American lawmakers have introduced legislation aiming to ban invasive screening techniques and pat-downs carried out in US airports by the federal Transportation Security Administration (TSA) agents.
Wed Jun 1, 2011 2:1PM
Lawmakers in Texas, New Hampshire, Hawaii and New Jersey have offered legislation against the TSA’s pat-downs, a Press TV correspondent reported.
Over the past year, US legislators had claimed that increasing the country’s national security spending would improve its struggling economy. However, some economists disagree.
“The Public Works Administration (PWA) did real advance engineering jobs such as the Hoover Damn or the Triboro Bridge in New York, and a whole set of airports that were more challenging from an engineering point of view. Now where is that today? It’s nowhere,” economist, Webster Tarpley said, pointing to other actions which effectively improve the country’s economy.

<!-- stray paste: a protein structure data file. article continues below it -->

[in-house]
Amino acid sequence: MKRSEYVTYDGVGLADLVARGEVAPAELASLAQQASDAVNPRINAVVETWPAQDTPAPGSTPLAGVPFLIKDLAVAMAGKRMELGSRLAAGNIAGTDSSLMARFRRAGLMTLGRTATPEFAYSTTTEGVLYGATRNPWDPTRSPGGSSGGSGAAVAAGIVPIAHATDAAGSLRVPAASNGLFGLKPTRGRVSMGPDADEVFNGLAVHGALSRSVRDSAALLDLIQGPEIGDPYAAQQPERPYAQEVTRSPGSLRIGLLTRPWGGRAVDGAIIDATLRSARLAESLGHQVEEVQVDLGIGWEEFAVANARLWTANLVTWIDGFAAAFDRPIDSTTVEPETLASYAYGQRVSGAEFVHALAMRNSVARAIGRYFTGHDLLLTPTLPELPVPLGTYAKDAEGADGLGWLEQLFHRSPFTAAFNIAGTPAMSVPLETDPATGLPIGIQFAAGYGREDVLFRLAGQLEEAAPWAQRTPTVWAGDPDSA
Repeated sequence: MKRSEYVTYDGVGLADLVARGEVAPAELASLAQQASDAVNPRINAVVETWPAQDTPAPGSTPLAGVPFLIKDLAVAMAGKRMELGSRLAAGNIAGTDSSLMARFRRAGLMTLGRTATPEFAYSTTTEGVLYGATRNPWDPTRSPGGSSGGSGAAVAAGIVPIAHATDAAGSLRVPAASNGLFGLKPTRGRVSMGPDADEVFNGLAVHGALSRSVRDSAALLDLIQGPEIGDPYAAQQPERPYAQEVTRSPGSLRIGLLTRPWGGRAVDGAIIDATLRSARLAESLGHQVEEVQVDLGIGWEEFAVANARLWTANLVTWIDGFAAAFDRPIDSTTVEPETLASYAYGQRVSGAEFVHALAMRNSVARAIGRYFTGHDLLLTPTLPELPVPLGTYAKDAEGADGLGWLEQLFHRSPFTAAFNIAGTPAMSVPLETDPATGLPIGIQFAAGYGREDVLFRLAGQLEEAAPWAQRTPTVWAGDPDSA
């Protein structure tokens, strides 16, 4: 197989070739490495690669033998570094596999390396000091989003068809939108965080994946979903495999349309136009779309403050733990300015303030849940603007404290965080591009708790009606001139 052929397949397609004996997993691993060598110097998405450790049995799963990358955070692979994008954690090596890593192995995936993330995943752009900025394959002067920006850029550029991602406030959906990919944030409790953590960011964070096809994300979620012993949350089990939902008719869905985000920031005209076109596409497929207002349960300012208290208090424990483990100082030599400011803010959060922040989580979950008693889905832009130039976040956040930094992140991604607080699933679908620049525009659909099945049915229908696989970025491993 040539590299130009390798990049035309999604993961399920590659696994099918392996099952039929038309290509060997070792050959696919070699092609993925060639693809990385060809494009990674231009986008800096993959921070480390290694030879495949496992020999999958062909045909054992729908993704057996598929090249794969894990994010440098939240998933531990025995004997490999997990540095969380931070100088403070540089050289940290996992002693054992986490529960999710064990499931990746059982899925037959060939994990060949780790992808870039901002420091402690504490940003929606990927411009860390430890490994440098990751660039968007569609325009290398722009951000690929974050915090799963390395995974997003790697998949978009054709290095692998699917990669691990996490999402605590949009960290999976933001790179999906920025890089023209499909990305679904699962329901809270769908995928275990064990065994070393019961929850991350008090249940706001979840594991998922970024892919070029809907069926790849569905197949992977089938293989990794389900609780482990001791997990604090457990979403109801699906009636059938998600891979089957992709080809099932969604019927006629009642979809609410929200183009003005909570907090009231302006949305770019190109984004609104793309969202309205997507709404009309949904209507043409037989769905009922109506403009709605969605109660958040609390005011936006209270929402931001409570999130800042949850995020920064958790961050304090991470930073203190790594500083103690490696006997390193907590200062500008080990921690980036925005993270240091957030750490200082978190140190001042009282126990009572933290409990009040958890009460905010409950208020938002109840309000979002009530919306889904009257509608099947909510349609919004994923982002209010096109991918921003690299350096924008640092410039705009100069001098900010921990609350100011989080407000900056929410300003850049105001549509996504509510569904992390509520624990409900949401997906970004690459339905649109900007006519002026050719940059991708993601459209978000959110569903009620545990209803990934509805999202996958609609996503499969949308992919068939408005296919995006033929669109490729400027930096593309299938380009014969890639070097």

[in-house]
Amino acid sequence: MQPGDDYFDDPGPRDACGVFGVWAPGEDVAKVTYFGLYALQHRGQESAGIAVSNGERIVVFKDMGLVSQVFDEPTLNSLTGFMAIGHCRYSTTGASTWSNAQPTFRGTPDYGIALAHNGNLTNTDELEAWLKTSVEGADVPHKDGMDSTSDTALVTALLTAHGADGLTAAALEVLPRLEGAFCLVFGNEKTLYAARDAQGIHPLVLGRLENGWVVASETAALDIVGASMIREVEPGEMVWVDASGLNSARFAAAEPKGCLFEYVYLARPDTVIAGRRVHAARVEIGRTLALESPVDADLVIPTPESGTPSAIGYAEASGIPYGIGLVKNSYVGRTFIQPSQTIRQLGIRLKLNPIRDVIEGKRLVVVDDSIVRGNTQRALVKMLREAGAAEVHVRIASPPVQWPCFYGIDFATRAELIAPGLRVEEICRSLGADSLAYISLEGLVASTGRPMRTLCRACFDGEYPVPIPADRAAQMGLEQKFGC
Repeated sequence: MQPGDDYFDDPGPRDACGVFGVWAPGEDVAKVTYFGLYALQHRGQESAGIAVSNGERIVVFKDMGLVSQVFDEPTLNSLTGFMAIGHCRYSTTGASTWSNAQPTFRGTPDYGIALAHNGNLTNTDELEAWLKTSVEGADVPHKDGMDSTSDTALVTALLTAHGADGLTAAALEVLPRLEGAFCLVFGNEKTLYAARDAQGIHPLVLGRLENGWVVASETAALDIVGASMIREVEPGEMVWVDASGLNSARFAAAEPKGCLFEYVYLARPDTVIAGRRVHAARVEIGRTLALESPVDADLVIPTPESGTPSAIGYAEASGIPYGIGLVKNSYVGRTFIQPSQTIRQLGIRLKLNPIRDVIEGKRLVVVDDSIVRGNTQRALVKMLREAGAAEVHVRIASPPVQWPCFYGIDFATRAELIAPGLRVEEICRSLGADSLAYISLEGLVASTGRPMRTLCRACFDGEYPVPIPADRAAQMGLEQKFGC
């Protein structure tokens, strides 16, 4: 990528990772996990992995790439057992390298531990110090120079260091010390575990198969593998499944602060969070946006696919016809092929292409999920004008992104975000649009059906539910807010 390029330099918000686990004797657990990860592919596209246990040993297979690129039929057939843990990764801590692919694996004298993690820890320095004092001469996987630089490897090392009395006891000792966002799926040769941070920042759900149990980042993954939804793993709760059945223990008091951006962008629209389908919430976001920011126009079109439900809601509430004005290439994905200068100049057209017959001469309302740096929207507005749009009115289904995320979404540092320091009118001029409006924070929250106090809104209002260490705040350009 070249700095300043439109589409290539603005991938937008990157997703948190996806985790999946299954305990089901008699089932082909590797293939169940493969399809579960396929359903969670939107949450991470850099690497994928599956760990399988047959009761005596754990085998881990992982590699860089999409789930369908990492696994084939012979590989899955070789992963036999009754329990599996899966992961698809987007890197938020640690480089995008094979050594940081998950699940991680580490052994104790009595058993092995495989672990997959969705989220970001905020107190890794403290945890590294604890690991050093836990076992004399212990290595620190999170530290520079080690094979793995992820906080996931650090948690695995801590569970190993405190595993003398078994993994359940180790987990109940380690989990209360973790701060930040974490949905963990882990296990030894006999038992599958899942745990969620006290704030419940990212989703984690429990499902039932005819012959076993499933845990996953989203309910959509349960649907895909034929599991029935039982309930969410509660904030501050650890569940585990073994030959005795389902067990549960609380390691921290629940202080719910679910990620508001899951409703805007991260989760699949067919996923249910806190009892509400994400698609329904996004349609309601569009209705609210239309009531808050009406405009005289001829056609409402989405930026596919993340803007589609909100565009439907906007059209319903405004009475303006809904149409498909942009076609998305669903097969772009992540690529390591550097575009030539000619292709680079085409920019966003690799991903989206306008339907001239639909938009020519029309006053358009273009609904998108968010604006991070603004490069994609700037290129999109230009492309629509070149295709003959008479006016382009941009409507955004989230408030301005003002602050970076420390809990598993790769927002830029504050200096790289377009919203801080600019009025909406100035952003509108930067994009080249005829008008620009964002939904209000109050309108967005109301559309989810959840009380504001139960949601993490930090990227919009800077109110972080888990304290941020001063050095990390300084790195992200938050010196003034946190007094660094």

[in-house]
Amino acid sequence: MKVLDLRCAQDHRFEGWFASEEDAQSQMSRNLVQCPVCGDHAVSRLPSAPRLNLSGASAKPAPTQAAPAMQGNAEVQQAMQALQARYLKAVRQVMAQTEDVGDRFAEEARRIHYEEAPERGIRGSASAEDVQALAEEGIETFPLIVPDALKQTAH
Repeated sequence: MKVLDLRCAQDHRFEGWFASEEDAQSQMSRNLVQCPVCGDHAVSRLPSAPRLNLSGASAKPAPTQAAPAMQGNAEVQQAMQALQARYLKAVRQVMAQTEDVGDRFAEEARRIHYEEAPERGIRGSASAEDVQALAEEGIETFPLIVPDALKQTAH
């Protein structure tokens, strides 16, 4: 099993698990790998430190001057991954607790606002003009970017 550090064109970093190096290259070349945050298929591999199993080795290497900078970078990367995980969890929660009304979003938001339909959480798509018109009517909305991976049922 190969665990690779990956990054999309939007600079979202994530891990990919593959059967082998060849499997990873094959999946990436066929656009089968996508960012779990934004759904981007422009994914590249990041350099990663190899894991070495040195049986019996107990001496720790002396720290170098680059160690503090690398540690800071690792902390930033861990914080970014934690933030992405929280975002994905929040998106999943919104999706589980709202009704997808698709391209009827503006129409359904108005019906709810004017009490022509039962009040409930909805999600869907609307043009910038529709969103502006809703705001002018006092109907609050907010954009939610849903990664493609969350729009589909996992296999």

According to the government and security experts, state legislators have no authority over federal agencies such as the TSA, and that state laws cannot be enforced against airport security.
In the US, there are some 2,100 airport security lanes, 90 percent of which use X-ray scanners.
According to the TSA, some 2,000 complaints have been lodged against the organization of people who have passed through security checkpoints since the new screening procedures were implemented.
The US administration officials claim pat-downs and full-body scanning at airports are purely for passengers’ safety in the wake of a number of thwarted bomb plots against the US-bound airliners.
About 1,000 full body scanners are expected to be stationed in the US airports by the end of 2011.
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